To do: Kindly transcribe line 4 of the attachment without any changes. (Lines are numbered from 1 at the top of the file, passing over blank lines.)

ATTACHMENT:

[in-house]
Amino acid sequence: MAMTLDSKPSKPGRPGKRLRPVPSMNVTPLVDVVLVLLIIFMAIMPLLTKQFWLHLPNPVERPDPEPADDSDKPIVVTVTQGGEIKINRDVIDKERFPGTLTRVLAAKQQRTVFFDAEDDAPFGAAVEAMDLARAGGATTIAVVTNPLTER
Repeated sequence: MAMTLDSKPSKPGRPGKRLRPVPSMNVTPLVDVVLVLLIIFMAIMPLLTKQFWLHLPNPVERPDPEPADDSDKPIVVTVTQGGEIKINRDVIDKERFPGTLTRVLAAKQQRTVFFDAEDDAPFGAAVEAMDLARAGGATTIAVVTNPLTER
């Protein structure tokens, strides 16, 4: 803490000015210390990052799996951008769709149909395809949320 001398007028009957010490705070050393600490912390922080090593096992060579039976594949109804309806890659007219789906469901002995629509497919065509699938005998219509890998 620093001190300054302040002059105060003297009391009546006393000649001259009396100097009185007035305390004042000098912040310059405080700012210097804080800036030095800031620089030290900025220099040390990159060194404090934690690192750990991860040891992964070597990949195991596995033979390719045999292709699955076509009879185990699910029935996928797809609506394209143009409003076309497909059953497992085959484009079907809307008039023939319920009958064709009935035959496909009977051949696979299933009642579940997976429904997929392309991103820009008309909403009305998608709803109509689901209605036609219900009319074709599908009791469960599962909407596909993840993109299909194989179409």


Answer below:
């Protein structure tokens, strides 16, 4: 803490000015210390990052799996951008769709149909395809949320 001398007028009957010490705070050393600490912390922080090593096992060579039976594949109804309806890659007219789906469901002995629509497919065509699938005998219509890998 620093001190300054302040002059105060003297009391009546006393000649001259009396100097009185007035305390004042000098912040310059405080700012210097804080800036030095800031620089030290900025220099040390990159060194404090934690690192750990991860040891992964070597990949195991596995033979390719045999292709699955076509009879185990699910029935996928797809609506394209143009409003076309497909059953497992085959484009079907809307008039023939319920009958064709009935035959496909009977051949696979299933009642579940997976429904997929392309991103820009008309909403009305998608709803109509689901209605036609219900009319074709599908009791469960599962909407596909993840993109299909194989179409």